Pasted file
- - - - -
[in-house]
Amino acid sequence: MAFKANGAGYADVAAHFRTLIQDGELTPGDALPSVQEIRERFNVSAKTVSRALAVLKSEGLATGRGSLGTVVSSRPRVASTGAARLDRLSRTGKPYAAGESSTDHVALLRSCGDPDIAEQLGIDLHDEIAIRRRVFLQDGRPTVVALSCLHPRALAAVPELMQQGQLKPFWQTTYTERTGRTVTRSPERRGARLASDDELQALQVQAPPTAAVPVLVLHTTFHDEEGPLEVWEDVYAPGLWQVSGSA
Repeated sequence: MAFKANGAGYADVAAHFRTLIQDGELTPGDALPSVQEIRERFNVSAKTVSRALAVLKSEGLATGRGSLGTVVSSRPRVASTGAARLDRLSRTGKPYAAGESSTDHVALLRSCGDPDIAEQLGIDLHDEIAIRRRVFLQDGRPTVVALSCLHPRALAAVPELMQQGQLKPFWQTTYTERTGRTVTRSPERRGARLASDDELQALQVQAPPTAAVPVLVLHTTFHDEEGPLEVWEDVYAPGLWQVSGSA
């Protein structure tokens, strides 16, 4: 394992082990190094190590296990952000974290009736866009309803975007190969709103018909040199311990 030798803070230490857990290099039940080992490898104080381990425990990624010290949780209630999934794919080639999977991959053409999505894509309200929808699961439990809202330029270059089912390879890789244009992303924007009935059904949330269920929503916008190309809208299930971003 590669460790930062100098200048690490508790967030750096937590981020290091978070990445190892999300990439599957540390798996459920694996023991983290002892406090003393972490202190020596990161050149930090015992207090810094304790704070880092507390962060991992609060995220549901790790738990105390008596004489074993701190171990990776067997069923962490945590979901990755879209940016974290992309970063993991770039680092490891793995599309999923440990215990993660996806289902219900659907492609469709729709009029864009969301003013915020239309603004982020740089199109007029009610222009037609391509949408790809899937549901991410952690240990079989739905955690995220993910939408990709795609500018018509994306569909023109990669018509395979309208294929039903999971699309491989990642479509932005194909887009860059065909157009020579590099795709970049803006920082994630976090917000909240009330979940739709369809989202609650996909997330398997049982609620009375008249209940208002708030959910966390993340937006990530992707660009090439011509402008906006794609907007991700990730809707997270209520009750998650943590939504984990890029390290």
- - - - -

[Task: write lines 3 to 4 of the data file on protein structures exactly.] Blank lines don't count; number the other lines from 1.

Repeated sequence: MAFKANGAGYADVAAHFRTLIQDGELTPGDALPSVQEIRERFNVSAKTVSRALAVLKSEGLATGRGSLGTVVSSRPRVASTGAARLDRLSRTGKPYAAGESSTDHVALLRSCGDPDIAEQLGIDLHDEIAIRRRVFLQDGRPTVVALSCLHPRALAAVPELMQQGQLKPFWQTTYTERTGRTVTRSPERRGARLASDDELQALQVQAPPTAAVPVLVLHTTFHDEEGPLEVWEDVYAPGLWQVSGSA
């Protein structure tokens, strides 16, 4: 394992082990190094190590296990952000974290009736866009309803975007190969709103018909040199311990 030798803070230490857990290099039940080992490898104080381990425990990624010290949780209630999934794919080639999977991959053409999505894509309200929808699961439990809202330029270059089912390879890789244009992303924007009935059904949330269920929503916008190309809208299930971003 590669460790930062100098200048690490508790967030750096937590981020290091978070990445190892999300990439599957540390798996459920694996023991983290002892406090003393972490202190020596990161050149930090015992207090810094304790704070880092507390962060991992609060995220549901790790738990105390008596004489074993701190171990990776067997069923962490945590979901990755879209940016974290992309970063993991770039680092490891793995599309999923440990215990993660996806289902219900659907492609469709729709009029864009969301003013915020239309603004982020740089199109007029009610222009037609391509949408790809899937549901991410952690240990079989739905955690995220993910939408990709795609500018018509994306569909023109990669018509395979309208294929039903999971699309491989990642479509932005194909887009860059065909157009020579590099795709970049803006920082994630976090917000909240009330979940739709369809989202609650996909997330398997049982609620009375008249209940208002708030959910966390993340937006990530992707660009090439011509402008906006794609907007991700990730809707997270209520009750998650943590939504984990890029390290």